The Practical Element In Christianity -- By: Charles White
BSac 9:34 (April 1852) p. 355
The Practical Element In Christianity
Divine revelation may be regarded either as a body of truths for intellectual inquiry and admiration, or as a collection of rules and motives for the guidance of human life. These two aspects run into each other, but may be properly conceived of and spoken of separately. For its contemplative uses, religion cannot be too greatly esteemed and respected. Its lessons and influences, however, for this real, acting world, where we spend the preparatory portion of our being, are more immediately important and indispensable.
It is the happy feature of our time that religion, like science, has left her cloistered retreats and her abstruse speculations, and passed into the earnest, matter-of-fact concerns of mankind. This decided assumption of the practical on the part of religion, marks the present as a signal era, in her aggressive movements toward the conquest of the world. This was to have been unhesitatingly looked for by all the pious students of the Divine character. A visible and effective industry is a distinguishing attribute of the great Author of Christianity. Said Christ: “My Father worketh hitherto and I work.” This, that is, the Divine example, is the great principle of the universe. Christianity without practical bearings would have been an anomaly and a contradiction in the Divine dispensations.
We proceed to consider the fact and the advantages of a practical character in Christianity.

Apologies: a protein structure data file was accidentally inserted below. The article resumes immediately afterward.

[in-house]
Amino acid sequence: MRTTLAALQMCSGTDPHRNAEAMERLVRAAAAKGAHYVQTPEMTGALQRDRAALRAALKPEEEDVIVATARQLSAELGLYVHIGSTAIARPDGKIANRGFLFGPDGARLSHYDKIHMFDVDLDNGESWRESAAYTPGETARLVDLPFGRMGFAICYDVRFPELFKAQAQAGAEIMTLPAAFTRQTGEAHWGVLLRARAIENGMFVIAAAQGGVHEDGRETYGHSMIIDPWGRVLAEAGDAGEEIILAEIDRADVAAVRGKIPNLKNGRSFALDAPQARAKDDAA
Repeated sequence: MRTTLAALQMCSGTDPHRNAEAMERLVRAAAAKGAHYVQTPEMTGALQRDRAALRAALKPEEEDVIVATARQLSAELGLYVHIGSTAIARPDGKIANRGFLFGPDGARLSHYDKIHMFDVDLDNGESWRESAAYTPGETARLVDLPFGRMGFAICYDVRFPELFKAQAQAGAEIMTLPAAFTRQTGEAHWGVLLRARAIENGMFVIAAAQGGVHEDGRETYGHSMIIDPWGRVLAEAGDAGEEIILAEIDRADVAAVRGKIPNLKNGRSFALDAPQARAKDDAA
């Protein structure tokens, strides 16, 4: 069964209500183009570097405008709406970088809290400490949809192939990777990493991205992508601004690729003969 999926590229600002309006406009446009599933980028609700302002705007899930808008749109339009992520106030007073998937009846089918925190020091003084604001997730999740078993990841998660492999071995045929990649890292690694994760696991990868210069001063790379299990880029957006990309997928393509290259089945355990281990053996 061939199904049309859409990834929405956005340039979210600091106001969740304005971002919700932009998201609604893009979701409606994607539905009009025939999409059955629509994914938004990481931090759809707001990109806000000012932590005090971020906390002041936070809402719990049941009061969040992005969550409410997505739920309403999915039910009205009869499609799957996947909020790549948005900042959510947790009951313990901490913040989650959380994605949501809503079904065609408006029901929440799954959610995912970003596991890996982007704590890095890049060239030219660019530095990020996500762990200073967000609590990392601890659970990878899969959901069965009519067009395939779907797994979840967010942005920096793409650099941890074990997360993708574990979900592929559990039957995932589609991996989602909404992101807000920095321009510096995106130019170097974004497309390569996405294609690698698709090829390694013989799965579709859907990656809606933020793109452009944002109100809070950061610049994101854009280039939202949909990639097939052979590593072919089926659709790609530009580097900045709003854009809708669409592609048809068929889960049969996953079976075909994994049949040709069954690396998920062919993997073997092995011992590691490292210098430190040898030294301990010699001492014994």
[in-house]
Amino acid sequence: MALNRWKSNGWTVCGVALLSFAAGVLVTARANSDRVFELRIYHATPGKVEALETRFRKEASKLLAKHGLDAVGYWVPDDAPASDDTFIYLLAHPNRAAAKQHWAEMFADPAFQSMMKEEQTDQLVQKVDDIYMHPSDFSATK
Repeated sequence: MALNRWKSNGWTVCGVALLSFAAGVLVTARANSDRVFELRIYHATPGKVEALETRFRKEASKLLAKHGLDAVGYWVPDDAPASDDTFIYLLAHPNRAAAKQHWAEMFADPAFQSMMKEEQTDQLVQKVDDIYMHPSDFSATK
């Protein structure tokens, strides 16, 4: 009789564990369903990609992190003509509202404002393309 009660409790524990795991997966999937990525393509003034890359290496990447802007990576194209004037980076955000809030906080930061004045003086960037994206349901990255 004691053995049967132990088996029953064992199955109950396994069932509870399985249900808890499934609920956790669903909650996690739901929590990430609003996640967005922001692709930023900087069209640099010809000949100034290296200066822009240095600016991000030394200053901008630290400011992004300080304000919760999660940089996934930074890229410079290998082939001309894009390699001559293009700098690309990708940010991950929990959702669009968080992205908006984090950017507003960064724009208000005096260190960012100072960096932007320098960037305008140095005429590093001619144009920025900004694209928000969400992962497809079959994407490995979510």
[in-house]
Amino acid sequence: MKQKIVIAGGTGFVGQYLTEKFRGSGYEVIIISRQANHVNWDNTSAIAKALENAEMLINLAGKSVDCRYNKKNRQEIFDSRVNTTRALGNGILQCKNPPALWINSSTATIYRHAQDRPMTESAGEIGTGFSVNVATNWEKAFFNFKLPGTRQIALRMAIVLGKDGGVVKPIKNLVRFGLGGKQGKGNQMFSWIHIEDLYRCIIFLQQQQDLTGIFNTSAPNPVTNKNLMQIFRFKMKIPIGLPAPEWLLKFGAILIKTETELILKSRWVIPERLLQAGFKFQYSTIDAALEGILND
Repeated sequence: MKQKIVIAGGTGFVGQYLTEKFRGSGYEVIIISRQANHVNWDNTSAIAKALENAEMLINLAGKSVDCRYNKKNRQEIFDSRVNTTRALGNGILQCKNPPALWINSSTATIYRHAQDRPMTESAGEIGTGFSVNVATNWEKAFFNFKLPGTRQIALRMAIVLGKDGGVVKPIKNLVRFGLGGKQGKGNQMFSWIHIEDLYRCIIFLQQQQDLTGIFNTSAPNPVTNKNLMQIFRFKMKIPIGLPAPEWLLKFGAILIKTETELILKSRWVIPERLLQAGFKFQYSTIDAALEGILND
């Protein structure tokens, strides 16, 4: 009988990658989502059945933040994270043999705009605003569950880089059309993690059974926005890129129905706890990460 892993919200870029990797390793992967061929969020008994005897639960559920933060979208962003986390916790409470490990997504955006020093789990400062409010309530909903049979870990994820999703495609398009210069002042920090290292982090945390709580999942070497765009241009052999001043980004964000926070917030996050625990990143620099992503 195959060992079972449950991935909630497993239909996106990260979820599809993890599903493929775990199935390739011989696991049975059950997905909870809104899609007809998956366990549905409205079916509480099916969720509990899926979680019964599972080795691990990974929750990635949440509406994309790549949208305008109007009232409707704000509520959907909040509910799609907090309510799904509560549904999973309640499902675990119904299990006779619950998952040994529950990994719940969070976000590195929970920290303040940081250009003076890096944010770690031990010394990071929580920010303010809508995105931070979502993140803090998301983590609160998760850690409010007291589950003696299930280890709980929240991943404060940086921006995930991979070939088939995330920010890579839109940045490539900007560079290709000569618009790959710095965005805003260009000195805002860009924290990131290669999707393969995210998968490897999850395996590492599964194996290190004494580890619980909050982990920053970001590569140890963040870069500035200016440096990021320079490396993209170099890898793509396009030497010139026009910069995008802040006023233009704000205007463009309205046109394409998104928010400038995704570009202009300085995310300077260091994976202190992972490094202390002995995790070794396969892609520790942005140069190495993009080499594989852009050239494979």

BSac 9:34 (April 1852) p. 356
I. First, the fact of such a practical character. One proof of this may be found in the mission itself which religion is to fulfil in the world. That mission is, in brief terms, to carry light, purity, happiness to the entire family of man. Its great work in this universal sphere is to wake all the immense tract of intellect that slumbers in the nations; to purify all the moral spirit that heaves and glows underneath it; to effect an intellectual and moral creation striking and illustrious like that of the six days of Omnipotence in the beginning. There is included, it is perceived, in such an immense accomplishment, a mission into every heart of a thousand millions, a mission into every such heart, as a place of evil spirits to cast them out, as a place of death to raise the dead, as a place vacant of all moral goodness to settle a family of affections fit for heaven. Such a mission to all that dwell on the face of the earth, a mission charged with such social, intellectual and moral regenerations, leaves no doubt of the character of religion being that of a great practical instrumentality.
A glance at the almost insuperable difficulties to be overcome in effecting the meliorating religious chan...
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